Define and test a Scheme predicate, (primitive? val)
,
that returns #t
if val is a symbol, number, character,
or Booelan value, and #f
otherwise.
Define and test a Scheme predicate between?
that takes three
arguments, all real numbers, and determines whether the second one lies
strictly between the first and third (returning #t
if it is,
#f
if it is not). For example, 6 lies strictly between 5 and
13, so both (between? 5 6 13)
and
(between? 13 6 5)
should have the value
#t
.
Three line segments can be assembled into a triangle if, and only
if, the length of each of them is less than the sum of the lengths of the
other two. Define a Scheme predicate, (triangle? side1 side2 side3)
, that takes
three arguments, all positive real numbers, and determines whether line
segments of those three lengths (assumed to be measured in the same units)
could be assembled into a triangle.
You may recall the following alternate addition procedure from the reading.
;;; Procedure: ;;; safeadd ;;; Parameters: ;;; x, a number [verified] ;;; y, a number [verified] ;;; Purpose: ;;; Add x and y. ;;; Produces: ;;; sum, a number. ;;; Preconditions: ;;; (No additional preconditions) ;;; Postconditions: ;;; sum = x + y ;;; Problems: ;;; If either x or y is not a number, sum is #f. (define safeadd (lambda (x y) (and (number? x) (number? y) (+ x y))))
Define similar procedures, safesubtract
and
safemultiply
, that confirm that their parameters are
numbers before subtracting and multiplying, respectively.
What is the advantage of defining such procedures?
You may note that the divide procedure, /
, produces an
error if the divisor is 0. We might, therefore, hope for a safer
version that returns #f
rather than giving up, when the
divisor is 0 (or when either dividend or divisor is not a number).
Define a procedure, safedivide
, that does just that.
a. Consider the expression (and (integer? x) (odd? x) x)
.
What value does it return if x
is not an integer?
If x
is even? If x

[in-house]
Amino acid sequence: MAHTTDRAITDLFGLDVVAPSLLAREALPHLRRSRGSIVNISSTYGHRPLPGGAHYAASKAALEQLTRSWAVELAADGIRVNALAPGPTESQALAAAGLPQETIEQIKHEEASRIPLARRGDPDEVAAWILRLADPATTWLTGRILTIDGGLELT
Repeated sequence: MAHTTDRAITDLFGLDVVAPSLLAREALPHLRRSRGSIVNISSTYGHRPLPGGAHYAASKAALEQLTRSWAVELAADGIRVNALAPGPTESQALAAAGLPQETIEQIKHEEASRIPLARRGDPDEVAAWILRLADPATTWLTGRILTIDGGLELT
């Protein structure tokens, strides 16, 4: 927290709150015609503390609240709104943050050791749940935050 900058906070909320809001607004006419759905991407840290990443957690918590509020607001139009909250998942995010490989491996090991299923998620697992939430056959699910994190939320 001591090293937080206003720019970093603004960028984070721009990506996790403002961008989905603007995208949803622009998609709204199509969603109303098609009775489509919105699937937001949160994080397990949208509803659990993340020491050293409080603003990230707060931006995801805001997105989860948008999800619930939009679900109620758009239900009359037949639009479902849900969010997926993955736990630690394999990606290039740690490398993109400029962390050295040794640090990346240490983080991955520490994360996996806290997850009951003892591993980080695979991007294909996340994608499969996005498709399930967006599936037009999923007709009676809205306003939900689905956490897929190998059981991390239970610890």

is odd?
b. Using what you've determined about the previous expression, write
a procedure, (firstodd i1 i2 i3)
, that
takes as parameters three integers and returns the first odd value.
If none of the integers is odd, firstodd
should return
#f
.
(and)
has value true (#t
) because
. Since this calls has no parameters, none are false.
and
has a value of true if none of the parameters have
value false
Alternately, you can think of #t
as the anditive identity
.
That is, (and #t x)
is x
.
(or)
has value false (#f
) because
. Since this call has no parameters, none are nonfalse.
or
has value false if none of the parameters is
nonfalse
Alternately, you can think of #f
as the oritive identity
.
That is, (or #f x)
is x
.
http://www.cs.grinnell.edu/~rebelsky/Courses/CS151//History/Labs/boolean.html
.
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[Academic Honesty]
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Current:
[Outline]
[EBoard]
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Groupings:
[EBoards]
[Examples]
[Exams]
[Handouts]
[Homework]
[Labs]
[Outlines]
[Projects]
[Readings]
Reference:
[Scheme Report (R5RS)]
[Scheme Reference]
[DrScheme Manual]
Related Courses:
[CSC151 2006F (Rebelsky)]
[CSC151.01 2007S (Davis)]
[CSCS151 2005S (Stone)]
Disclaimer:
I usually create these pages on the fly
, which means that I rarely
proofread them and they may contain bad grammar and incorrect details.
It also means that I tend to update them regularly (see the history for
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.